THE EDITOR, Sir:
I am quite concerned about how we grade our education system. Currently, we grade our schools based on numbers. This means that a grade 'A' school or college has a large number of students, and principals are paid accordingly.
A grade 'A' principal is, therefore, at the top of the principal's salary scale, while a grade 'B' receives less pay, and so on. What, therefore, happens is that it is incumbent on principals to fill their schools to capacity, and this often happens so that, where possible, an institution could be bursting at its seams, so to speak.
Quality is often sacrificed on the altar of quantity and to the detriment of the poor classroom teacher who often has to struggle with an overly large class size - a situation that benefits only the principal, who gets a bigger salary.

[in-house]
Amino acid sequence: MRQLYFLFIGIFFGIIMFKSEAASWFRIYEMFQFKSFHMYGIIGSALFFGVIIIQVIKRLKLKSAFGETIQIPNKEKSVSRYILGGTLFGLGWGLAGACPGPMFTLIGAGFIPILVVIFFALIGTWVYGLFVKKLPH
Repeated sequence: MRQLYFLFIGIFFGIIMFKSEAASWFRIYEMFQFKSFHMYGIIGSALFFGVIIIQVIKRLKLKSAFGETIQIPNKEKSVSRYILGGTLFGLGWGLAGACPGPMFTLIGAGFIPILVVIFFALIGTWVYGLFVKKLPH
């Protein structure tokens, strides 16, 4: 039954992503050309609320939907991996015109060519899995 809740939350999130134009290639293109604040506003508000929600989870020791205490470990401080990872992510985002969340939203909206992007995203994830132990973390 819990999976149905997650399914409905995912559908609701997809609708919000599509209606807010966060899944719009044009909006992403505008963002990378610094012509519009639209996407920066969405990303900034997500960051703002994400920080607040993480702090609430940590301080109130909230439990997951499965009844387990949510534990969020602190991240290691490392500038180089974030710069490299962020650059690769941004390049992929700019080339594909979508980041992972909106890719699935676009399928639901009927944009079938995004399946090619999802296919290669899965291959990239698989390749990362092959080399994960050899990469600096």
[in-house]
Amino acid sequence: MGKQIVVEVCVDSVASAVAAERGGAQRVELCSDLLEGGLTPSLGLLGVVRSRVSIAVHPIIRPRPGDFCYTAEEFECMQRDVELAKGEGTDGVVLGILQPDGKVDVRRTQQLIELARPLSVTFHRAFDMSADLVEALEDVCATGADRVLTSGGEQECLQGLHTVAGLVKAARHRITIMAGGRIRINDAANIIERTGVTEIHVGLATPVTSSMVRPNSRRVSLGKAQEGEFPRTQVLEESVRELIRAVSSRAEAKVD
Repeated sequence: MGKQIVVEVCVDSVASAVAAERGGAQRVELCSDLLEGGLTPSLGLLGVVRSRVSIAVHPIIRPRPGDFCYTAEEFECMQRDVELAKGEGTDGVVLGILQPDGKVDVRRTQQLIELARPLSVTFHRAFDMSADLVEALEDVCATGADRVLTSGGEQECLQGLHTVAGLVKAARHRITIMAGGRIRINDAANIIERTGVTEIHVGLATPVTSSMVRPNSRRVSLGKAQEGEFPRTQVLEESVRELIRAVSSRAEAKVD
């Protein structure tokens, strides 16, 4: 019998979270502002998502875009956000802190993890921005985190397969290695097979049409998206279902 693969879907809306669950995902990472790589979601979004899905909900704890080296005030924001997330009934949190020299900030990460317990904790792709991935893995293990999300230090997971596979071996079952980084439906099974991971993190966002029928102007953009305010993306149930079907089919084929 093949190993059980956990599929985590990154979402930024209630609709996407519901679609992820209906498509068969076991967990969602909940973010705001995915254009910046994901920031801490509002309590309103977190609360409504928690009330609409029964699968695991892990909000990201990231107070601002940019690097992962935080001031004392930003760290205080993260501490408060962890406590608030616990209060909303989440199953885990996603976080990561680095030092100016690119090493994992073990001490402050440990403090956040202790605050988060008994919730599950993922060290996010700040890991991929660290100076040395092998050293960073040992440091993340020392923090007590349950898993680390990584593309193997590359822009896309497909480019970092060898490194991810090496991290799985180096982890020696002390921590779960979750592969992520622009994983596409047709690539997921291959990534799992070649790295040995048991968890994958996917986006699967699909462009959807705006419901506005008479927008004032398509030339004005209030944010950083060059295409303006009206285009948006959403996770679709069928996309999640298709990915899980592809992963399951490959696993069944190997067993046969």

Grading schools according to size may have been appropriate back in the day when attendance was a problem and it behoved the Ministry of Education to devise measures to get children to school. Nowadays where, for the most part, individuals are attending schools and considering current socio-economic needs, we need to shift the focus to quality rather than quantity.
The Ministry of Education needs to grade schools according to the quality of performance so that when we look at a grade 'A' school, we know that the output is of such calibre. Such institutions would be set up as centres of excellence and the so-branded 'failing schools' could look at them and learn.
Bartons, St Catherine